Opioid and synthetic drug use have now reached epidemic proportions in the United States, with other countries also experiencing a rapid rise of opioid overdose deaths. Meth, too, has taken many lives, particularly in the late 90s and early 2000s, but opioids still rule as both the most addictive, and the most widely used addictive substance next to nicotine and alcohol.

Opioids Feel Great

difficulty of overcoming addiction to opioids

This is one of the main reasons that people become addicted to any drug or alcohol, but the fact that opioids are responsible for huge releases of dopamine in the brain is a compelling case for those living with compromising circumstances, or mental illness. This means that, as the drug begins to affect you, there is a powerful sensation of bliss and euphoria; this is your body’s chemical response to the drugs in your system. You feel happy, very happy, and it’s an easy choice to want to remain that way. Unfortunately, opioids are also downers when the high wears off.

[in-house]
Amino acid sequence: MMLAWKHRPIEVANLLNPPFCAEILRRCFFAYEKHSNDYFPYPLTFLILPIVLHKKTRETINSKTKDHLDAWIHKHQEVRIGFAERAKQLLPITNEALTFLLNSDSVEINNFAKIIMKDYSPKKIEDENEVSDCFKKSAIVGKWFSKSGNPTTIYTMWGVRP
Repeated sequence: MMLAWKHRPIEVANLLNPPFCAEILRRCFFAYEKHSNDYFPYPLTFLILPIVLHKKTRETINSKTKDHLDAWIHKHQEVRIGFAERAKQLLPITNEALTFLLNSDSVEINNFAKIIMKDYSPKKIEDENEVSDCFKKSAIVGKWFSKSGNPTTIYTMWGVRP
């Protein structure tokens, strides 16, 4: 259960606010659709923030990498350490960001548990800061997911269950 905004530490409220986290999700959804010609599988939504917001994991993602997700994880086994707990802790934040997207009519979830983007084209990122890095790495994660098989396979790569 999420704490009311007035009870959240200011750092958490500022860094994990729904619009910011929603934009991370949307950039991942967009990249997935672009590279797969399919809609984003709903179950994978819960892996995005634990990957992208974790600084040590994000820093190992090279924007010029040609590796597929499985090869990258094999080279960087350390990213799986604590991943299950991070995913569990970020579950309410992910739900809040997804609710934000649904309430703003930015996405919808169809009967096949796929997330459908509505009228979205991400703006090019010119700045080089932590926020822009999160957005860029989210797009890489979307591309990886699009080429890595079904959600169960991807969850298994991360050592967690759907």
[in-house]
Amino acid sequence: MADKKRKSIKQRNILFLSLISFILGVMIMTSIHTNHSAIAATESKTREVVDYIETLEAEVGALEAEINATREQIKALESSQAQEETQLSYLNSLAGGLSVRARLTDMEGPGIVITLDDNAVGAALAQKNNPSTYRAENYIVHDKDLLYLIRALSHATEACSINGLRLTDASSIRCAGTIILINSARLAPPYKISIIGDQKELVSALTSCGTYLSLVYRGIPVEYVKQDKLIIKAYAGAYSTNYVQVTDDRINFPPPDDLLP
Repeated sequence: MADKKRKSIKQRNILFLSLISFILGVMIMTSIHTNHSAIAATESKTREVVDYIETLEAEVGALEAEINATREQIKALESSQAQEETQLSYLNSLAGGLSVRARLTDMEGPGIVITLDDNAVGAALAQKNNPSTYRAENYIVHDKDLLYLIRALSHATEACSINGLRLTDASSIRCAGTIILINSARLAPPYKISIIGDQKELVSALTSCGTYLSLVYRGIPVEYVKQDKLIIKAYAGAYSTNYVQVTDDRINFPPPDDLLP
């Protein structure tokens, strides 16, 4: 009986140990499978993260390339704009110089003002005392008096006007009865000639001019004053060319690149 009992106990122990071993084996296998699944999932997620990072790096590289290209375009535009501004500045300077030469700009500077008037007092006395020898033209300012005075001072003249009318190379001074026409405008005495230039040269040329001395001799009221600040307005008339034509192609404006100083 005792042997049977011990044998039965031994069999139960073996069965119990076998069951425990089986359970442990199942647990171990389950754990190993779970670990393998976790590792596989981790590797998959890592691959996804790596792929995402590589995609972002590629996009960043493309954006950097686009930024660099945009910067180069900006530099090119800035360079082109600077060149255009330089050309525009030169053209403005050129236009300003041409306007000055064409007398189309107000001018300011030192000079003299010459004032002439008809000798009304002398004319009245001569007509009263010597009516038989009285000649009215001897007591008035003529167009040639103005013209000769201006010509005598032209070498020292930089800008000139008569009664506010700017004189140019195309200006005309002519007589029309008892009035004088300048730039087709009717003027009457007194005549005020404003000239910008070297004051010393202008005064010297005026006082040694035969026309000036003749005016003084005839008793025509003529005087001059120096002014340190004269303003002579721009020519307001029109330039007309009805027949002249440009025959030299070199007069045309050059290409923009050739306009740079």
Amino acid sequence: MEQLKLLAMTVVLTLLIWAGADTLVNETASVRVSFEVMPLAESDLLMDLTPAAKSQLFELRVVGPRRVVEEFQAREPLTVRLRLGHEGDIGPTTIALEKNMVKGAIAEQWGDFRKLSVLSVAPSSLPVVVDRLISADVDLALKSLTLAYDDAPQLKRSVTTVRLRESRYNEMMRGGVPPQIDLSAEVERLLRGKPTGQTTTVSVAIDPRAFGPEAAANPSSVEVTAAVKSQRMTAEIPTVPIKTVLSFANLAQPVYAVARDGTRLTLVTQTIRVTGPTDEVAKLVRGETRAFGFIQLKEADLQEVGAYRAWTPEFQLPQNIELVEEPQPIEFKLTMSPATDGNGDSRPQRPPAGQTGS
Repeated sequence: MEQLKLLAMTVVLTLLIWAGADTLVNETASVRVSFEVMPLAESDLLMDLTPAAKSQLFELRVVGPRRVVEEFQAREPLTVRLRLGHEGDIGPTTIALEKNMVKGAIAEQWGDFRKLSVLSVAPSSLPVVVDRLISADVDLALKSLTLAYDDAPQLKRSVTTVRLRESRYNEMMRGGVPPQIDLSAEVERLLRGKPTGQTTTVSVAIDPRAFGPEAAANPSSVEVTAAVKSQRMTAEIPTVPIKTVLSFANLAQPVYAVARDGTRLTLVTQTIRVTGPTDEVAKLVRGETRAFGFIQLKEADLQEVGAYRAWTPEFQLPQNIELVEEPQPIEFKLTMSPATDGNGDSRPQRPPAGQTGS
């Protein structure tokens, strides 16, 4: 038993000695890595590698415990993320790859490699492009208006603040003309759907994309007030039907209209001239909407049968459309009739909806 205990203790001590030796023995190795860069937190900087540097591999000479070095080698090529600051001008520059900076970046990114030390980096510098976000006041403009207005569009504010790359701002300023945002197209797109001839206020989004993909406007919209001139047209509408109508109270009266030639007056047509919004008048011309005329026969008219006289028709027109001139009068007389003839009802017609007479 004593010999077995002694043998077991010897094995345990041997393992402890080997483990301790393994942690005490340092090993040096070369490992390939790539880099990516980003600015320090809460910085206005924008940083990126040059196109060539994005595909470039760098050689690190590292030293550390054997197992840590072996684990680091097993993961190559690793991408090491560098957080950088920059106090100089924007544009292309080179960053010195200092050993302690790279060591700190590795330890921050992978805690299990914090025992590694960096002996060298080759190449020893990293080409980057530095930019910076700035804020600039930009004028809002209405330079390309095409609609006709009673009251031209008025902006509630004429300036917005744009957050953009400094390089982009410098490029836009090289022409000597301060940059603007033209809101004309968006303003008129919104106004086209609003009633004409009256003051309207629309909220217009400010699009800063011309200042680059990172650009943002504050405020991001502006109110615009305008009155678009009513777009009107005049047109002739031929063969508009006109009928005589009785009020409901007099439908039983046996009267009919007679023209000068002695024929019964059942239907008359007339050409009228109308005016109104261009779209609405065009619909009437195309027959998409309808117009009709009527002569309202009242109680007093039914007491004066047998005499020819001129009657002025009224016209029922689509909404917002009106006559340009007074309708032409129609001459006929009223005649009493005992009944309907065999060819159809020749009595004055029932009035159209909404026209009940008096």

It isn’t unusual for symptoms like worsening depression and anxiety, vomiting, chills, and fever to occur when use of the drug ceases. Opioids are, by nature, pain relievers. In the case of both the high, and the pain-relieving properties, opioids represent an ideal medication: a substance that not only treats the pain itself, but actually makes you feel better. Depending on the drug, how it is taken, and the size of a person, an opioid high will generally last anywhere from fifteen to ninety minutes, with longer effects experienced when the drugs are snorted.  

Opioids Do Their Job